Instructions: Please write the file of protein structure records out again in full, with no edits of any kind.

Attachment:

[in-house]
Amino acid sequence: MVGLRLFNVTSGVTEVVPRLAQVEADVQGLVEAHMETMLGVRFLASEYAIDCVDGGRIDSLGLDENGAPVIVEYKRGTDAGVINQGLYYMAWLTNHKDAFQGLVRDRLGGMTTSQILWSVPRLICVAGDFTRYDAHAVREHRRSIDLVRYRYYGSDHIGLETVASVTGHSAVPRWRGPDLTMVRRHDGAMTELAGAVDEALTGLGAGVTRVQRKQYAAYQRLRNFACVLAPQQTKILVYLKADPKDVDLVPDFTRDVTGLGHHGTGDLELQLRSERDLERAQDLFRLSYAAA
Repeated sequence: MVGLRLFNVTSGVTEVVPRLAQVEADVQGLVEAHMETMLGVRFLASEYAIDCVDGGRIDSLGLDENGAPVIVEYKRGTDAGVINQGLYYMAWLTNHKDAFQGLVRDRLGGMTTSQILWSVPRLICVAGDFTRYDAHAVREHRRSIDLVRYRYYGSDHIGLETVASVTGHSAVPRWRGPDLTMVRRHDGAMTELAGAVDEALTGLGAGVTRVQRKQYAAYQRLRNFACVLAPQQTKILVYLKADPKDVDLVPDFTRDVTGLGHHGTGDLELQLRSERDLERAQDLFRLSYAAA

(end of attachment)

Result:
[in-house]
Amino acid sequence: MVGLRLFNVTSGVTEVVPRLAQVEADVQGLVEAHMETMLGVRFLASEYAIDCVDGGRIDSLGLDENGAPVIVEYKRGTDAGVINQGLYYMAWLTNHKDAFQGLVRDRLGGMTTSQILWSVPRLICVAGDFTRYDAHAVREHRRSIDLVRYRYYGSDHIGLETVASVTGHSAVPRWRGPDLTMVRRHDGAMTELAGAVDEALTGLGAGVTRVQRKQYAAYQRLRNFACVLAPQQTKILVYLKADPKDVDLVPDFTRDVTGLGHHGTGDLELQLRSERDLERAQDLFRLSYAAA
Repeated sequence: MVGLRLFNVTSGVTEVVPRLAQVEADVQGLVEAHMETMLGVRFLASEYAIDCVDGGRIDSLGLDENGAPVIVEYKRGTDAGVINQGLYYMAWLTNHKDAFQGLVRDRLGGMTTSQILWSVPRLICVAGDFTRYDAHAVREHRRSIDLVRYRYYGSDHIGLETVASVTGHSAVPRWRGPDLTMVRRHDGAMTELAGAVDEALTGLGAGVTRVQRKQYAAYQRLRNFACVLAPQQTKILVYLKADPKDVDLVPDFTRDVTGLGHHGTGDLELQLRSERDLERAQDLFRLSYAAA